Naturally, the very first place to get an overview of open market repurchase programs is Wikipedia, following this hyperlink: en.wikipedia.org
While many people in the past have decried Wikipedia as a valid source of information, they have most recently instituted more stringent editorial and reference control over the content, submission and editing. As Wikipedia moves into the future it will undoubtedly become the legitimate reference source on the Internet.
The next most logical move would be to use your browser search engine and try to find links that will give you information on the phrase "open market repurchase programs". A quick search employing any of the usual search engines should return a good list of websites to use for your research. Using the Internet for research is a vital and powerful tool, however, sometimes the amount of information can be overwhelming, or the validity and source of the information may not be entirely trustworthy. It is for that reason that you should not limit your research on this topic to the web, and not just do a cursory web search, read a couple of articles and then go off thinking you are sufficiently prepared.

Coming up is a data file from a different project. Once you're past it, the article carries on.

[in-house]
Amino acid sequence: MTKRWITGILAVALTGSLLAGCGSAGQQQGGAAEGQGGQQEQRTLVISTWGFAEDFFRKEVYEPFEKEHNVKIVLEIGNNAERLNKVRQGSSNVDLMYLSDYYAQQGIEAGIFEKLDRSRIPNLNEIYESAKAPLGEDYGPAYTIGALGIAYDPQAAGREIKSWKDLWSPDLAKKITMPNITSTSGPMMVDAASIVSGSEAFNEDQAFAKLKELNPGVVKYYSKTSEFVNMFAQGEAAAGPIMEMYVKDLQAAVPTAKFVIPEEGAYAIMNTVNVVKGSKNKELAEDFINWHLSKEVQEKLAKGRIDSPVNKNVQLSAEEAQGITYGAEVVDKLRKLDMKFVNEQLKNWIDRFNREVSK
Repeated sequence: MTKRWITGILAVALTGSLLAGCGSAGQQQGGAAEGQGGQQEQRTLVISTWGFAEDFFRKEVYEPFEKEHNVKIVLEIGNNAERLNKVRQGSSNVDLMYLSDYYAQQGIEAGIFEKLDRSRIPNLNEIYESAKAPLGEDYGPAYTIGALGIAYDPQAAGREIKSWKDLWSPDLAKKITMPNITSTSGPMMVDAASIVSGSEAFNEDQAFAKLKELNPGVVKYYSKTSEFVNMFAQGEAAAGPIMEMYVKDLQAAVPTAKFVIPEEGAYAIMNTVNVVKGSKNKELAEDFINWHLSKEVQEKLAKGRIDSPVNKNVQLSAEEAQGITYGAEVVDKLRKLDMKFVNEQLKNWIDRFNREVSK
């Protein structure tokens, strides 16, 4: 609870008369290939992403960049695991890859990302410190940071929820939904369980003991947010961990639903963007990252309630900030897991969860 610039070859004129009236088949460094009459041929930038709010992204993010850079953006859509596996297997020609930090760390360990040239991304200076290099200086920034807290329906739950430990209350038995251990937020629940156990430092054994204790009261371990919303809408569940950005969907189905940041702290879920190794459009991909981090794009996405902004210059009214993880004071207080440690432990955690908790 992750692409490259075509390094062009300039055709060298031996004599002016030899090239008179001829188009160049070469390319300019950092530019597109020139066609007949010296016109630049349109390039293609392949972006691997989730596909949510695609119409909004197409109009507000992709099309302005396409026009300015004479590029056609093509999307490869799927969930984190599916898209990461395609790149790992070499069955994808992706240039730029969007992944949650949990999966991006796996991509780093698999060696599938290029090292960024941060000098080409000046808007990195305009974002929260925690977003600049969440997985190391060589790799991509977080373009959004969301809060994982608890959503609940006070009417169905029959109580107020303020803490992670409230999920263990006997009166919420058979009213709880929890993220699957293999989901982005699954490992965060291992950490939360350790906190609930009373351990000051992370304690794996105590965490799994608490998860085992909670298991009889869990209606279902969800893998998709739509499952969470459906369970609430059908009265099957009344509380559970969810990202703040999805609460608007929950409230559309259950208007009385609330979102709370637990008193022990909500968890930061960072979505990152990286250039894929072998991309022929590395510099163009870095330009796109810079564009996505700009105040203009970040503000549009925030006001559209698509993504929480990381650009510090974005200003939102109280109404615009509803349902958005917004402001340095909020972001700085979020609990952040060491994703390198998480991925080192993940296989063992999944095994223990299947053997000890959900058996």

After having exhausted the Internet as an avenue of discovery, it would be wise to consult a few professional investment advisers. While some may want to charge you for their time, there may be an acquaintance or colleague who is well versed in repurchase programs enough to give you a more thorough indoctrination. They may have some experience, either good or bad, and can help you make key financial decisions to perhaps avoid mistakes and pitfalls that they encountered. You should not rely on single sources as you try to gather all the information. Try to seek the advice and counsel of more than one knowledgeable financial person, preferably three, ideally five or six people should be consulted. You can call it the "good, bad and ugly" method; you are hoping to encounter all three scenarios relative to submitting to a repurchase, so that you will understand the full spectrum of risk and potential for gain involved.
It is also highly advisable that you go to the local library, bookstore or online book distributor and try to find a good book that you will be able to take home or purchase to study open market repurchases more in depth. It is wise to have a book such as this to keep on your desk or nightstand, to serve as your reference or encyclopedia should you encounter difficulty in comprehending anything about stock repurchases.
Finally, many of the corporations offering repurchasing have included information in their prospectus or marketing brochures, or on their websites that can be excellent sources of information. This method of educating yourself should help you better understand and implement a sound financial strategy when it comes to considering participating in or leverage a stock repurchase.